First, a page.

Her son was twenty and studying engineering in Berkley. He was the result of the carnal pleasures of her wedding night. She was so lovely that Suresh had no hesitation asserting his conjugal rights. Sanjana was in a state of shock! But, like a docile bride, she had complied. He continued asserting his conjugal rights every night till her pregnancy was confirmed. During the day, he treated her with disdain. He did not even talk to her properly.
Her mother-in-law, Lata, was pleased with the state of things.
“You are a good daughter-in-law. A woman’s relationship is always best maintained with her husband behind the closed doors of the bedroom at night. And now you will give us an heir.”
And that is exactly what happened. Sanjana had a son. Her mother-in-law named him Sourabh. She had no say in choosing the name of her son. She did not mind.
Her husband had grown even more detached towards her as during her pregnancy as the doctor had warned him not to assert his conjugal rights till after the birth of the child. It could endanger the life of the child he had been warned. He started working late and often came home after dinner as he said he was busy. Sometimes, he came home reeking of alcohol because he had to drink in parties, he said.
He never took Sanjana with him after the first time. She had proven that she could not fit in into a party right after their marriage. He had taken her for a party organized by his friends for the newly weds. She wore a saree, sat in a corner and refused to drink or dance with his friends to western music. He found her behavior unacceptable.
His mother was very sympathetic towards Suresh.
She told Sanjana, “You must look after all his needs. Remember, he is your lord and master and women are but servants of their husbands.”
Sanjana kept her head covered with the pallu of her saree and complied with all these injunctions. Lata praised her to her neighbors and friends.
“My daughter-in-law is truly a Lakshmi and Sita. She is so docile and good. She follows all the rules, does all the work and never disturbs my son. His income has also gone up. Sometimes, he even goes to London on work.”
Suresh and his secretary had gone to London for two weeks. Suresh told them he was going on tour to London, but omitted the fact that Sonia would accompany him.
Saurabh grew up, nurtured by his grandmother and mother. He loved both very much, maybe Sanjana a little more. Sanjana helped him with his schoolwork. She had a good head for maths and science. He excelled in both. When he came in the merit list in his grade twelve exam, his father was very proud of him. “He is just like me,” he declared. “I will send him to USA for further studies.”
No one asked the women who brought him up or the boy what he wanted.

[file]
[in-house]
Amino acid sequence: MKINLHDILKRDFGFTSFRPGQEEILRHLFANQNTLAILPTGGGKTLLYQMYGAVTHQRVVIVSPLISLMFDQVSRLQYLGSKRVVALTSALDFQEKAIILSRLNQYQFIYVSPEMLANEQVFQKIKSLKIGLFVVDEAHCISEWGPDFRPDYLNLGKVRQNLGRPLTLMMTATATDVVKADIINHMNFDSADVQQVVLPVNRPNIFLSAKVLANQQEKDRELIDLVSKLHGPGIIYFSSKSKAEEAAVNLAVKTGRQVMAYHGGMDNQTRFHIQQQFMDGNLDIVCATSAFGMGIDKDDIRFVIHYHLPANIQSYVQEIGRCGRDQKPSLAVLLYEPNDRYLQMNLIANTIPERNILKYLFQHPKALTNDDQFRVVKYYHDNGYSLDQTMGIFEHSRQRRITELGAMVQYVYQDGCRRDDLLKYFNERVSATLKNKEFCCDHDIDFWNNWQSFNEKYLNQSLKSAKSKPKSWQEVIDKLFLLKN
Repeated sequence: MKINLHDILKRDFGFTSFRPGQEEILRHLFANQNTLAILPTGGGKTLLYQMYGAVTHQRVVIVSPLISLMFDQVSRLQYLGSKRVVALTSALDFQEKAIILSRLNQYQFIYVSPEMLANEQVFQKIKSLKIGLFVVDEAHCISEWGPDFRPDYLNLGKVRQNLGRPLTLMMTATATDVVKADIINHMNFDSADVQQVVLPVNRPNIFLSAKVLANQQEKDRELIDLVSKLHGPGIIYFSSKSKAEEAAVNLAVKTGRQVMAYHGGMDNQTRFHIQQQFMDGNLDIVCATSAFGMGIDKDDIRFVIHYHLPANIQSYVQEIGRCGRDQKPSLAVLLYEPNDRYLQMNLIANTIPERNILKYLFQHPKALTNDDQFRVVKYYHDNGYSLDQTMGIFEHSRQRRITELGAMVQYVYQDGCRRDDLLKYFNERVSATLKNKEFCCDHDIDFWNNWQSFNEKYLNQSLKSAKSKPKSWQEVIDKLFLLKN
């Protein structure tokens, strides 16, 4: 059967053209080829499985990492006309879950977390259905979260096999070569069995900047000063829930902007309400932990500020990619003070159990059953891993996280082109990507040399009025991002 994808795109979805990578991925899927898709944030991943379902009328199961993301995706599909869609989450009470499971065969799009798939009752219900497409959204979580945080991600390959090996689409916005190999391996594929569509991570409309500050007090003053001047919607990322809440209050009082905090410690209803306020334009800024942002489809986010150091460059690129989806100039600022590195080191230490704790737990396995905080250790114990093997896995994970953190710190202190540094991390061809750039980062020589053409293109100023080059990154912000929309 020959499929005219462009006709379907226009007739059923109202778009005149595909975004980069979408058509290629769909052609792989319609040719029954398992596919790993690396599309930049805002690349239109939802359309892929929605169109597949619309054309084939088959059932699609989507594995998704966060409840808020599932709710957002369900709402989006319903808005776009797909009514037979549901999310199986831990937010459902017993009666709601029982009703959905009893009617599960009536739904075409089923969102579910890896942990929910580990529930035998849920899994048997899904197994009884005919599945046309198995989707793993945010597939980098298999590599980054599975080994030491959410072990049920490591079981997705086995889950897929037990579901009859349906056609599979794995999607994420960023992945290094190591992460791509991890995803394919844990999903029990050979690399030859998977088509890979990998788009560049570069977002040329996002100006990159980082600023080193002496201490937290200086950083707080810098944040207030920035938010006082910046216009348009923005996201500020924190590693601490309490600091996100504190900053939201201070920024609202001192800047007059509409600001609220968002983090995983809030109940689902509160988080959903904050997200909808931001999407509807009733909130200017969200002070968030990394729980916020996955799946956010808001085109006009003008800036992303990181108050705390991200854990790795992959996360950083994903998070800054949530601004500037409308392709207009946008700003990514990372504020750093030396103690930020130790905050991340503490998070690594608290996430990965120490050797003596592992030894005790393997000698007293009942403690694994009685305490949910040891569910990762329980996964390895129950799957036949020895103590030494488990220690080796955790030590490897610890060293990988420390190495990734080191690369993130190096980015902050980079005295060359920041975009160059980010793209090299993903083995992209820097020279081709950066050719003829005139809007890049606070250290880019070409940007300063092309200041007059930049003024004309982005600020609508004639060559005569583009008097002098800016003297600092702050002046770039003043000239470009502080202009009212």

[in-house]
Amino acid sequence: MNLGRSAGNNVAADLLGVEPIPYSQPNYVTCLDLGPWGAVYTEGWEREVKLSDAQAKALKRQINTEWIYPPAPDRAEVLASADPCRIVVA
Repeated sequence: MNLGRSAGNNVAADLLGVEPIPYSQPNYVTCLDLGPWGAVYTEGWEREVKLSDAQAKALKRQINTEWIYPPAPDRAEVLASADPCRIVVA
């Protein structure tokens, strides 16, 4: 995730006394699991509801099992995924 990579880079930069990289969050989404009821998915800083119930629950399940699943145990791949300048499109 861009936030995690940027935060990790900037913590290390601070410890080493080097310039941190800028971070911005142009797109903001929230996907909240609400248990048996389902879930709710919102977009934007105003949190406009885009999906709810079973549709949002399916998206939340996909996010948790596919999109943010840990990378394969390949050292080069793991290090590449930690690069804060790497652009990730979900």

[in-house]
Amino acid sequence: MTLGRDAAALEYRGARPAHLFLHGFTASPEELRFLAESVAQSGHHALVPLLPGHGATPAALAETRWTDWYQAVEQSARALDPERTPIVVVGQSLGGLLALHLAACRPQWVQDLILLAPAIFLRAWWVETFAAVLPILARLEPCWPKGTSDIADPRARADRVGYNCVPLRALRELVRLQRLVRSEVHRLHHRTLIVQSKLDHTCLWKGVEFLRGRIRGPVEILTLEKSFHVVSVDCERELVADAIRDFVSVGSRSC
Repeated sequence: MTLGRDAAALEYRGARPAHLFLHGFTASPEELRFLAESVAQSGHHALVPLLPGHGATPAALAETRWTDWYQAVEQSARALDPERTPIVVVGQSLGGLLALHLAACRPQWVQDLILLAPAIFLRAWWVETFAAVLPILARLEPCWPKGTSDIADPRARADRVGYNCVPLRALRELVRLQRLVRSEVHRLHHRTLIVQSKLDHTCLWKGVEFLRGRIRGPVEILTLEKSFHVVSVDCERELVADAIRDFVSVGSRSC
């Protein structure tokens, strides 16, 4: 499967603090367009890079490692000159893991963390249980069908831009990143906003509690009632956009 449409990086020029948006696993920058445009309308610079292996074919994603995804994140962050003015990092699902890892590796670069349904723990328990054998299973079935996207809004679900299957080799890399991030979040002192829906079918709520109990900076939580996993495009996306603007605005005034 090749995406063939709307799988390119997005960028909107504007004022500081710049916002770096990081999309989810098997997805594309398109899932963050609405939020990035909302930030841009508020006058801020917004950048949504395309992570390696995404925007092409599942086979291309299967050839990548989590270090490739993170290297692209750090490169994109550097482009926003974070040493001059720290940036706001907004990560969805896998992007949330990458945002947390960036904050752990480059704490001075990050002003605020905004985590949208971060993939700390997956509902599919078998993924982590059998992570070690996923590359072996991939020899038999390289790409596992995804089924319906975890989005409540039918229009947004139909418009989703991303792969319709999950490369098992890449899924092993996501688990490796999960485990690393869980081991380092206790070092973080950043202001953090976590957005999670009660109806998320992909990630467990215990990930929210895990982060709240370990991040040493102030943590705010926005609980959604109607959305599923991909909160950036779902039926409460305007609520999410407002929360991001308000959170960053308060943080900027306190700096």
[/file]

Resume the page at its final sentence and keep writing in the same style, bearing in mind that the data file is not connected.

The boy had learnt compliance to his father’s wishes was the accepted way of life. He was a good boy. He complied.
That his mother and grandmother missed him and were heartbroken when he left for Berkley with his dad to settle him in was not a major issue. Sonia flew down after a few days because she needed to ‘help’ Suresh attend a lawyer’s conference in Los Angeles. When he came back, he found his mother sick. She was sore for missing her grandson.
Saurabh came home the next year in June. His grandmother was bed ridden and he was sad to see her as such. After he returned in September, she became more sick. At last, she left Sanjana all alone. Lata had departed for her heavenly abode. Suresh could not fathom the emptiness in Sanjana’s life. She had become fatter, quieter and greyer. With his mother dead and his son in university, Suresh felt the time had come to assert his freedom. He was ready for the next step… divorce.
It came as a shock to Sanjana. Saurabh was not informed. Suresh had told Sanjana to refrain from expressing their separation to him. “It might disturb him,” he reasoned. “ And in any case, he calls you up at home. You are going to continue here. Only I will move out. I will pay all your and his bills. But I think since we have nothing in common, it will be best this way.”
Sanjana had accepted her sad luck with a guilty, downcast face.
She could not figure out what went wrong, why she had to face such dishonor? She did not even tell her sister who lived in London. Her brother had moved to Cape Town in South Africa and her parents went with him. She did not tell them either.
Then, why this sudden breakdown before a friend?
Romila was very kind and sympathetic. She had heard Sanjana’s story and shared her own saga. “My husband was kind and caring and I was heartbroken. I also knew he would hate to see me sad and broken. So, I pulled myself together and made a life for myself back home. The love he cherished on me and his memories has sustained me for the rest of my journey in life,” she concluded with a sad smile.
Sanjana said, “You were lucky to have his love.”
“You are lucky to have had a son and your child’s love. And you must pull yourself together for your son’s sake,” retorted Romila. “ I will come over to your house tomorrow. And we will spend the day together, mapping out a new start for you.”
When Sanjana returned home, her heart felt lighter and she could even watch a dance performance on television without crying once…something she had not been able to do since Suresh announced his decision to leave her.
The next day Romila came in her jogging suit with a gift for Sanjana. When Santana unwrapped the gift, she found a jogging suit and sneakers! Romila had remembered that they could fit into each other’s shoes and slippers.